Typical of the wind industry’s open-eyed, honest, forward-thinking approach to growth, it is not turning away from the challenges highlighted in the DOE report – or the value it brings to the effort to overcome them.

    Randall Swisher, Executive Director, American Wind Energy Association (AWEA): “The report identifies the central constraints to achieving 20% - transmission, siting, manufacturing and technology - and demonstrates how each can be overcome. As an inexhaustible domestic resource, wind strengthens our energy security, improves the quality of the air we breathe, slows climate change, and revitalizes rural communities.”

    Or, as Andy Karsner of DOE put it, “…wind energy is helping us secure a better future for my kids and yours…”


    This is how it is going to do it. (from the report - click to enlarge)

    Major New Technical Report Finds Wind Can Provide 20% Of U.S. Electricity Needs By 2030; U.S. Department of Energy Analysis Finds That Wind Can Be Major Contributor to Energy Mix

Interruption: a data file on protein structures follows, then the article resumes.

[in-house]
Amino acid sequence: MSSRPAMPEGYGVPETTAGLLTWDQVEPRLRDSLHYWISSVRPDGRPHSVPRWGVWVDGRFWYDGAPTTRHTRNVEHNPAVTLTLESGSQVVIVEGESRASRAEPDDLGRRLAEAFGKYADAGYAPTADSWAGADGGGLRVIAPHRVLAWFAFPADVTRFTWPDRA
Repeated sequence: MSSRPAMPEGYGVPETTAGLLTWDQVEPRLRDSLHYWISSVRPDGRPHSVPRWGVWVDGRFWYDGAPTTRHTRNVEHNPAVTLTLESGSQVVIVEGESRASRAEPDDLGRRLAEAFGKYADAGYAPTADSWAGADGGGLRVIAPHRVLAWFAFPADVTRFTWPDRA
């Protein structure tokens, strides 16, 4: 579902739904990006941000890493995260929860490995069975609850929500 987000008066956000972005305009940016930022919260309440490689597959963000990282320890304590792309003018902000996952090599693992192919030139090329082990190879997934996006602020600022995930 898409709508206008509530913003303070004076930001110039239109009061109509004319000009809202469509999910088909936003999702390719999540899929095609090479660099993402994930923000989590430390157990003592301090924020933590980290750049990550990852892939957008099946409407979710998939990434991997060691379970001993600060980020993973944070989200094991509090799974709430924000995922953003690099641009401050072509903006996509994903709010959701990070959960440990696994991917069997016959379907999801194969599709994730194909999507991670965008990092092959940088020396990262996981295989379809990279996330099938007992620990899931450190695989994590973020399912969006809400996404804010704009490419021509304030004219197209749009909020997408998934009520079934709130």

May 12, 2008 (American Wind Energy Association)

    WHO
    Andy Karsner, Assistant Secretary of Energy Efficiency and Renewable Energy, DOE;
    Randall Swisher, Executive Director, AWEA; Tony Kavanaugh, VP/Governmental Affairs, American Electric Power; Suedeen Kelly, FERC Commissioner; Kevin Kolevar, Assistant Secretary for Electricity Delivery and Energy Reliability, DOE; Mike Heyeck, Senior VP, AEP Transmission; Bob Lukefahr, President, Power Americas/BP Alternative Energy North America

    WHAT
    20% Wind Energy by 2030: Increasing Wind Energy’s Contribution to U.S. Electricity Supply

    WHEN
    - To get to 20% by 2030, according to the study, new wind installations would need to reach 16,000 megawatts/year by 2018 and sustain that rate of growth through 2030.
    - 2006: President Bush, for the first time, said “wind energy” in his state-of-the-union address, pointing the way to the 20% goal.
    - 2007: Wind was 2nd only to the natural gas industry in building new power generation for the 3rd year in a row.
    - 2008 (1st quarter): 1,400 megawatts ($3 billion) of new generating capacity.

    New Energy will need new transmission. (from the report - click to enlarge)